Why I Don’t Help My Daughter Sell Girl Scout Cookies
Image: Marit and Toomas Hinnosaur via Flickr
Girl Scout cookie orders are due today with our troop. ChickieNob has sold exactly zero boxes. This is partly because we only got our order forms a few days ago due to a snowstorm cancelling our pre-winter break meeting. Plus my back issues and the book deadline has gotten in the way of me even reminding her to sell some cookies. The rest of it is because I won’t do much to help my daughter with sales. I won’t post it to my Facebook timeline, I won’t put it on the town listserv, I won’t ask my co-workers to purchase a box, and I’ll only sit there during booth sales (those times when you see Girl Scouts selling cookies outside a store). The most I will do is casually remind people within the confines of conversation that my daughter is selling cookies*. If she wants to sell cookies, she needs to pick up the phone and call family members or ask me to walk with her door-to-door.
It’s not because I’m lazy, or I feel badly asking friends to help out my daughter’s troop. It’s because it defeats the whole purpose of the cookie sale if I become too involved in the process. Does her troop use the money? Yes. But you don’t have to sell that many cookies to earn enough money to hold weekly meetings plus have a little leftover for a special activity to celebrate the sale. The point of cookie sales isn’t to make as much money as possible; at least, it isn’t when you’re only a Brownie and your troop isn’t saving for an enormous goal like a trip.
The whole point of cookie sales is to teach girls financial literacy with the hope that they can manage money later in life.
Sure, Girl Scouts hopes that your daughter will go on to become the CEO of a Fortune 500 company so they can claim her for their statistics (by the way, only 12 Fortune 500 companies have female CEOs), but regardless of whether or not these girls run a business in their future, they will need to balance a personal budget and operate within the world of commerce, even if it’s just at the local grocery store. The same skills are necessary on a small scale to run a life as they are on a large scale to run a business. And the Girl Scouts cookie sales are the “largest girl-led business in the world.”
Girls are supposed to learn 5 skills: goal setting, decision making, money management, communication skills, and business ethics. It’s part of Girl Scout’s larger financial empowerment program.
When adults sell the cookies for the girls, it’s like doing their math homework for them. There’s a big difference between sitting with your child as she does her homework so she can ask you questions and doing her homework for her while she goes off to play on her iPod.
Listen, cookie sales are hard. Sometimes a parent’s schedule or a child’s schedule or logistics of a living space make sales nearly impossible. And I think it’s okay to sell only two or three boxes of cookies if that’s the child’s best effort. I think it’s okay to sell no cookies when there’s a perfectly good reason for why there are no customers. I just don’t think it’s okay for me to do the work for her.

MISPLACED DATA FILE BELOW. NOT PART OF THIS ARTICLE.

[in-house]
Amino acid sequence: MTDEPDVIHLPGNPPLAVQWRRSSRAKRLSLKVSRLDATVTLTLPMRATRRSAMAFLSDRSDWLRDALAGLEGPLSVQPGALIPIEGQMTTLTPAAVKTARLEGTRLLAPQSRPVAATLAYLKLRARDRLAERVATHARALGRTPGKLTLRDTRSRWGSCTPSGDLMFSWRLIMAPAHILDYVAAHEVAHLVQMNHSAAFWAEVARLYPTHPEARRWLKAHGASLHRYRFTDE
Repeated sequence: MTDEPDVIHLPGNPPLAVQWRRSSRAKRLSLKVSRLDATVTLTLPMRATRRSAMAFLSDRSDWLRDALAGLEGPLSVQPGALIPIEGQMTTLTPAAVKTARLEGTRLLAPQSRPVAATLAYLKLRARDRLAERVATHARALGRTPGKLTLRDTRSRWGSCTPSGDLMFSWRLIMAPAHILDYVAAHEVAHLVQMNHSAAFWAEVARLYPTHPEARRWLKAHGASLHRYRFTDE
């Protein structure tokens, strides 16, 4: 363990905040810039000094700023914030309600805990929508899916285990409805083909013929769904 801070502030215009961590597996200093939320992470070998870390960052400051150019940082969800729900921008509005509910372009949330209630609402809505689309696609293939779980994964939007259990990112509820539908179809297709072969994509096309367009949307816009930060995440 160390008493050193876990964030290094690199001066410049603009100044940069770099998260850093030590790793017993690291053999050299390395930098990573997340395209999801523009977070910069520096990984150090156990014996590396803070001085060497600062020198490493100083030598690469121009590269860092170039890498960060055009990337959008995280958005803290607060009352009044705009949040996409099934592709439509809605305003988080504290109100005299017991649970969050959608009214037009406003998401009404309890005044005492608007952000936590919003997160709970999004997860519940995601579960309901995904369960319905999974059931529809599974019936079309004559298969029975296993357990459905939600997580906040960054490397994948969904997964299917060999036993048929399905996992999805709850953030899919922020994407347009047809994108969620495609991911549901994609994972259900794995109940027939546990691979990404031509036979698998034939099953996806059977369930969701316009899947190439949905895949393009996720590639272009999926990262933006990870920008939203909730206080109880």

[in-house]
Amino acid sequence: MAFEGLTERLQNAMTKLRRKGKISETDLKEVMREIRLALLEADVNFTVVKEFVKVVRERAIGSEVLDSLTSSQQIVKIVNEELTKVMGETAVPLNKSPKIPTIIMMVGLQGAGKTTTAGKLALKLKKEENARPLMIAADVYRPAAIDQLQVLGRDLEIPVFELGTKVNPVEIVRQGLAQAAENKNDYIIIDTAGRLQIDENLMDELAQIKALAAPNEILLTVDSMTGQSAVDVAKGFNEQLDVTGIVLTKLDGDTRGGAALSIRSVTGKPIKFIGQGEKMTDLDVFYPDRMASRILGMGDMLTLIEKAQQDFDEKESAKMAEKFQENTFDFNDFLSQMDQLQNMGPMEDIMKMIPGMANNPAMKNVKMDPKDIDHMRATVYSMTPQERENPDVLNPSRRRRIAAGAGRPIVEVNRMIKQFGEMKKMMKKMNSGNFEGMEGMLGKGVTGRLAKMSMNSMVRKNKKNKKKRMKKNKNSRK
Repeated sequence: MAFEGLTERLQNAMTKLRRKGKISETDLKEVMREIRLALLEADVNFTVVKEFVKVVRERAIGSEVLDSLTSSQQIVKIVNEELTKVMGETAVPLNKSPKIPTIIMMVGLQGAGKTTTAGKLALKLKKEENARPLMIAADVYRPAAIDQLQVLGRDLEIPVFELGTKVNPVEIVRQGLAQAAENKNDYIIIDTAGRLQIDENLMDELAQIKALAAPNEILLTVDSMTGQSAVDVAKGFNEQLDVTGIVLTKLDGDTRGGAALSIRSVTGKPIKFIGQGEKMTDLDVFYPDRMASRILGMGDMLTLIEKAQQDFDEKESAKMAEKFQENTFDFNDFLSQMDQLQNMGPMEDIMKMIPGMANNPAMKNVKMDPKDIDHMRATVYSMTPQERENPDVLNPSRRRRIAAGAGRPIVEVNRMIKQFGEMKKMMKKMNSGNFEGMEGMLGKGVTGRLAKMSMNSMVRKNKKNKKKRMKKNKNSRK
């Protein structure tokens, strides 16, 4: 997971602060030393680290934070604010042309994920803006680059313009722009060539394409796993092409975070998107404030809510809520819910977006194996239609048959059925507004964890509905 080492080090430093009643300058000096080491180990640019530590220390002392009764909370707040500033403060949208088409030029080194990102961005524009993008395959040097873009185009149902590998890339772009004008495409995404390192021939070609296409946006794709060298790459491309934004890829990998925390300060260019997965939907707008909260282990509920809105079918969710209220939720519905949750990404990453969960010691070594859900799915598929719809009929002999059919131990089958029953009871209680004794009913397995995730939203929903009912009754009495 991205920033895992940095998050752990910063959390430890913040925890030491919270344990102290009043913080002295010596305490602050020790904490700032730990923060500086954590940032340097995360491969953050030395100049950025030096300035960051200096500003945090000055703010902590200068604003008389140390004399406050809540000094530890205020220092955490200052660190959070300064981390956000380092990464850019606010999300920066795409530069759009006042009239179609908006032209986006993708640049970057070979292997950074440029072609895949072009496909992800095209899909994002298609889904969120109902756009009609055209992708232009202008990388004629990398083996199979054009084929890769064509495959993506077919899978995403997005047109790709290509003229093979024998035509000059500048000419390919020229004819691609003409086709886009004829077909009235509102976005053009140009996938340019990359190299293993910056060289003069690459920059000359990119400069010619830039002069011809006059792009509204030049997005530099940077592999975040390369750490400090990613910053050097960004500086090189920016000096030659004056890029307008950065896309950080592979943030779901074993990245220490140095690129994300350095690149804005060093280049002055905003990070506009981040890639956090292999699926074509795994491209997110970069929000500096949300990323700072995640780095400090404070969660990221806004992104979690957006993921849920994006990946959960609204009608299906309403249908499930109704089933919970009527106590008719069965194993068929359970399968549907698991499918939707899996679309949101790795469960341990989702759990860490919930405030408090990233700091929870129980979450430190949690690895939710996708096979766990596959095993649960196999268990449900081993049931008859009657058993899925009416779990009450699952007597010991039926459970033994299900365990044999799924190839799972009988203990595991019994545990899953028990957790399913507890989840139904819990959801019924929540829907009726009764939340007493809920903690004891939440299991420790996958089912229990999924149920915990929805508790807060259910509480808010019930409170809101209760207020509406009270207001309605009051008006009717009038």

It means that the ChickieNob is always one of the lowest sellers in her troop.
It’s a bit of an embarrassment for her when the other girls are talking about their numbers, and she participates in as many booth sales as she can, since those sales count towards a girl’s personal sales figures. But she can’t compete with girls who have parents who do the work for them, bringing the form to their work place or putting up a link to the online order form on their social media account. She doesn’t have a parent who is willing to do that.
And I would go so far as to wish aloud that other parents would step back and allow their child to lead their sales. For a Daisy, that may mean selling 10 boxes to family and a few close neighbours. For a Brownie, it may mean selling 20 boxes as they expand to running their own booth sales. They may not get the joy of selling 1000+ boxes and earning the iPod shuffle incentive. (Please, my feelings about the incentives are a whole other post.) But that’s okay. They figured out that it’s hard work to make money. And maybe it will give them a clue that we should think twice before we spend money because it is so hard to make.
I would love to hear your memories of Girl Scout cookie sales as a kid, because I don’t remember it being any more intense than the lemonade stand we set up at the end of the driveway in summer. In the same way that my dad didn’t take our pitcher of lemonade to work and ask his colleagues to purchase a glass, we sold our Girl Scout cookies like we sold our lemonade: to a few family members and neighbours. Back then, selling any amount of boxes was cool.
Please: Oh… and a side note since we’re entering the official cookie selling season: when you see girls selling boxes — especially when the adults with them are allowing them to take center stage — swing by the table and purchase a box. (You can donate it; you don’t have to eat them yourself.) When you do, you’re helping a girl learn about financial literacy. And that’s an important skill for every woman to know.
* I’ll even go so far as to tell a group that if they’re looking for Girl Scout cookies, my daughter is selling and they can contact her. To me, this is akin to letting my neighbour know that I noticed that a new restaurant opened in town. Which is very different from doing the publicity work for the restaurant such as handing out flyers and walking around town, trying to drum up business. Or even worse, going into the restaurant and running it for them — from ordering ingredients to cooking the meals to balancing the books. That’s not my role.